Desir’s draft journey

The publications staff talked with Pierre Desir and received an inside look at how parts of the draft process work

Desir’s draft journey

Alex Buhse, Staff Reporter

On May 10, Spartan alum Pierre Desir was drafted to the Cleveland Browns in the fourth round of the NFL draft. Prior to his draft to the Browns, however, the publications staff got a chance to interview Desir about being at the professional level of football and received insight into how some of the draft process works.

Beginning at his time at Washburn University, Desir described how he made his way into the NFL spotlight. Desir gave credit to his game-changing plays for helping him turn the heads of professional teams.

“I gained attention by having a lot of interceptions, making sure I was not only the best in my conference, but one of the best corners in the nation, and making a lot of plays which people then started noticing when I played at Washburn,” Desir said.

Then, along with the rise in his popularity, Desir had scouts observe him at his games at both Washburn and Lindenwood University. Desir explained how scouts plan out who they’re visiting.

“Scouts just call and then they come to visit. What helped us was that we had guys previously get put on teams and they played on teams, so as long as you keep doing that, they keep coming back,” Desir said. “They watch film, they read your stats, and so they just contact your coach and they’ll come to your school.”

Following being observed by scouts, Desir was then invited to an East-West Shrine game, and would then go on to play at a Senior Bowl. Desir went into detail about the experience and process of going to an all star game.

“If you’re lucky enough to get invited to some all-star games, you go there for a week of practice, and basically you wake up at six in the morning, and you’re not done until 12. You have practice, you have interviews, similar to [school interviews] but with weird questions, and then at the combine it’s the exact same thing, but with all 32 teams and it’s all football questions with a little bit of background,” Desir said. “It’s a lot of work, you get drug tested, you have to wake up early in the morning, [and] you have to see doctors all day. That’s the part that people don’t see, and it’s just a long process, but it’s all worth it.”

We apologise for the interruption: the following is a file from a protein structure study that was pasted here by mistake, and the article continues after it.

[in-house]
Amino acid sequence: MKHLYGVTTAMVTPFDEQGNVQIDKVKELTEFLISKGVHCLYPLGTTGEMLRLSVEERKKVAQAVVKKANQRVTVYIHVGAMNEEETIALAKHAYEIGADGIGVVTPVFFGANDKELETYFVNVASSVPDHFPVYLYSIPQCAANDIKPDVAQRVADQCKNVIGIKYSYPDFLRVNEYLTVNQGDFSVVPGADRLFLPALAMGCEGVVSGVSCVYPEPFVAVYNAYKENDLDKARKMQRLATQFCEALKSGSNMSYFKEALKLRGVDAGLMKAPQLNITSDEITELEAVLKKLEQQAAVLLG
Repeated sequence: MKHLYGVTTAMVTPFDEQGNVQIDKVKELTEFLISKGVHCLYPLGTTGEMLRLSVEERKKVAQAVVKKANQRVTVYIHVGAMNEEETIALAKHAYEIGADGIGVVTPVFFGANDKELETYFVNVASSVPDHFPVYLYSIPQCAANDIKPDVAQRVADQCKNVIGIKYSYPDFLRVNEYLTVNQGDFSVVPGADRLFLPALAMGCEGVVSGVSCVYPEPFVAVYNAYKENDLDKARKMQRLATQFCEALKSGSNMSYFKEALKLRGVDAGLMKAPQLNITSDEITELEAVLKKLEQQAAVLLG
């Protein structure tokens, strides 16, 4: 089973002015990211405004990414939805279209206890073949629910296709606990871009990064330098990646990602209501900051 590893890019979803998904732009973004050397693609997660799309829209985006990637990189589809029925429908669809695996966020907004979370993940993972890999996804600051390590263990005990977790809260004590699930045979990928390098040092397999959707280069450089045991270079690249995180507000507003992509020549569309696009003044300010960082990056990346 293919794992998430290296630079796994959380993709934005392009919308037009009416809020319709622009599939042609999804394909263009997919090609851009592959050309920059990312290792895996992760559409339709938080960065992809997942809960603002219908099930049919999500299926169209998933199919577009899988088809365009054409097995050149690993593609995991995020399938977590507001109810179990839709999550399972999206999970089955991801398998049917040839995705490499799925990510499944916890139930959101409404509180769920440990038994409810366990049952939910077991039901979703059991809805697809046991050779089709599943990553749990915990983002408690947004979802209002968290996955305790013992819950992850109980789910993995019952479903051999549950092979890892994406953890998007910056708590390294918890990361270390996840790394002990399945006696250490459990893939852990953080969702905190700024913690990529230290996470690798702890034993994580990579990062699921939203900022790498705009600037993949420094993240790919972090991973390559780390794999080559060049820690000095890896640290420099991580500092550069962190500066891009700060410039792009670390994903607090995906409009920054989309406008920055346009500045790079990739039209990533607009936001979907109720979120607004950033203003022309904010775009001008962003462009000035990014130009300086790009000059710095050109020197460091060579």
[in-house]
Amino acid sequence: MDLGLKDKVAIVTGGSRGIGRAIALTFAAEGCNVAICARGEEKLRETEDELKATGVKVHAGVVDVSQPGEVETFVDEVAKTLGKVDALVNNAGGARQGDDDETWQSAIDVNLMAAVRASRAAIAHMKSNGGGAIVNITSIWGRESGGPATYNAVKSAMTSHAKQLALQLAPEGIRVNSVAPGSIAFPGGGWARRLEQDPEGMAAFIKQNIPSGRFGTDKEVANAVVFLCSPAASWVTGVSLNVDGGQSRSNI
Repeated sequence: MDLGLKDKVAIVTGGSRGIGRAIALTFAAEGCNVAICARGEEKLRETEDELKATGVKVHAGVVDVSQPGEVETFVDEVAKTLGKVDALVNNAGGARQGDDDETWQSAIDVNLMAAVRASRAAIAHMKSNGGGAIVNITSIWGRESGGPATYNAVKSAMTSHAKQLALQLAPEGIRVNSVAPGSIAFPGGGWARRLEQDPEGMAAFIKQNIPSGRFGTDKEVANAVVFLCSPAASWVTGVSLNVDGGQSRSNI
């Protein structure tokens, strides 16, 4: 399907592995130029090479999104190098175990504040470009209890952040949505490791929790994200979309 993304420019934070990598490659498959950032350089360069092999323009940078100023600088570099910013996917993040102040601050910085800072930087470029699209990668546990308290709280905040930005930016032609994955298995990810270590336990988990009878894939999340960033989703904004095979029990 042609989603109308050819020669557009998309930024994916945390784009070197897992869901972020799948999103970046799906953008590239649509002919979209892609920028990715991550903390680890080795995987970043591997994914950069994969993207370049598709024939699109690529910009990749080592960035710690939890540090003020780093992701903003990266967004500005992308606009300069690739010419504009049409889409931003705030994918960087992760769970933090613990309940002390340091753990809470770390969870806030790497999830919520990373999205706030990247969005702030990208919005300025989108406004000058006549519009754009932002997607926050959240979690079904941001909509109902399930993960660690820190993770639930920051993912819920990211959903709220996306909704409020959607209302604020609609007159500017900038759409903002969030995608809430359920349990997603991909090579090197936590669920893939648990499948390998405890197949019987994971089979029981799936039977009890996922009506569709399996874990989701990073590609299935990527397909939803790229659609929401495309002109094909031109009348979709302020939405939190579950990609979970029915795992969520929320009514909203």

With all the training and stardom, however, comes the expenses of traveling and renting hotels. Depending on the expense, Desir described, bills could be paid by either the player of the agent.

“There are some things your agents purchase, but there’s other things – it’s not free, if I’m going to give you $10,000, I’m expecting to get $10,000 back,” Desir said. “There’s some things you have to pay for, some things your agents pay for. It’s just a 50/50 thing, they might pay for it, you might pay for it.”

When Desir finally arrived to the ‘4th and Inches’ training facility in Dallas, Texas, he was surrounded by many alike and those with even more experience than him in the sport. However, this did not deter Desir’s determination to perform well.

“The reason I wasn’t intimidated [by the D-I players] was because I was prepared. I was training for about three weeks before I went into the East-West game, so I went against some guys from bigger schools at my training facility in Texas,” Desir said. “So I wasn’t really nervous or intimidated; I was more prepared, so I came in there confident and ready to play football.”

Despite now being at the professional level of football, looking back on his organized football career and all the success he’s had, Desir still gave credit to FHC and its football program for preparing him for achieving his goals.

“For me, I’m proud [to have been a spartan]. Every time someone else is like ‘they’re vikings’ or ‘they’re knights’, I get a little upset just because I love this school, I love this community. I think because of the pride that I’ve had transitioning has helped me transition from high school to college because I’m able to respect others,” Desir said. “I learned respect [at FHC], I learned how to treat people [at FHC], and I learned how to carry myself in a well manner that others see as pleasant. So I’m proud to be a Spartan, and will always be a Spartan.”